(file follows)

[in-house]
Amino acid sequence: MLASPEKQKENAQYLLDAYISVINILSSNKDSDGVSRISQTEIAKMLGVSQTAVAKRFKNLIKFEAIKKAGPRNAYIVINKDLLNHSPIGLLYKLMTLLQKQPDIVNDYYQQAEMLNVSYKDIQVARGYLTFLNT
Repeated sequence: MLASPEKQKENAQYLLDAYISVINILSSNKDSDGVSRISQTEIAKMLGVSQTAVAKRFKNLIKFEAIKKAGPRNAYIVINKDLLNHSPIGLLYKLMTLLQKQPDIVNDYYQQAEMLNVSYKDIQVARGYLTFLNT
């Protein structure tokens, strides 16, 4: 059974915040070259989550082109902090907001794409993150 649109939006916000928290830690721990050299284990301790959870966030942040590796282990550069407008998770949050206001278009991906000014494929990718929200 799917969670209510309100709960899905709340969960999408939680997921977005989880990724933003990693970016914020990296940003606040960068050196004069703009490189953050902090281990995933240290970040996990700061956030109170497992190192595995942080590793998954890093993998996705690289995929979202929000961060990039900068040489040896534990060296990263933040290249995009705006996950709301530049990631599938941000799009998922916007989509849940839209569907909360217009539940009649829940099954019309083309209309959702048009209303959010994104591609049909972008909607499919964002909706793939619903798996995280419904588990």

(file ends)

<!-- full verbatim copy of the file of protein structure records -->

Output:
[in-house]
Amino acid sequence: MLASPEKQKENAQYLLDAYISVINILSSNKDSDGVSRISQTEIAKMLGVSQTAVAKRFKNLIKFEAIKKAGPRNAYIVINKDLLNHSPIGLLYKLMTLLQKQPDIVNDYYQQAEMLNVSYKDIQVARGYLTFLNT
Repeated sequence: MLASPEKQKENAQYLLDAYISVINILSSNKDSDGVSRISQTEIAKMLGVSQTAVAKRFKNLIKFEAIKKAGPRNAYIVINKDLLNHSPIGLLYKLMTLLQKQPDIVNDYYQQAEMLNVSYKDIQVARGYLTFLNT
């Protein structure tokens, strides 16, 4: 059974915040070259989550082109902090907001794409993150 649109939006916000928290830690721990050299284990301790959870966030942040590796282990550069407008998770949050206001278009991906000014494929990718929200 799917969670209510309100709960899905709340969960999408939680997921977005989880990724933003990693970016914020990296940003606040960068050196004069703009490189953050902090281990995933240290970040996990700061956030109170497992190192595995942080590793998954890093993998996705690289995929979202929000961060990039900068040489040896534990060296990263933040290249995009705006996950709301530049990631599938941000799009998922916007989509849940839209569907909360217009539940009649829940099954019309083309209309959702048009209303959010994104591609049909972008909607499919964002909706793939619903798996995280419904588990």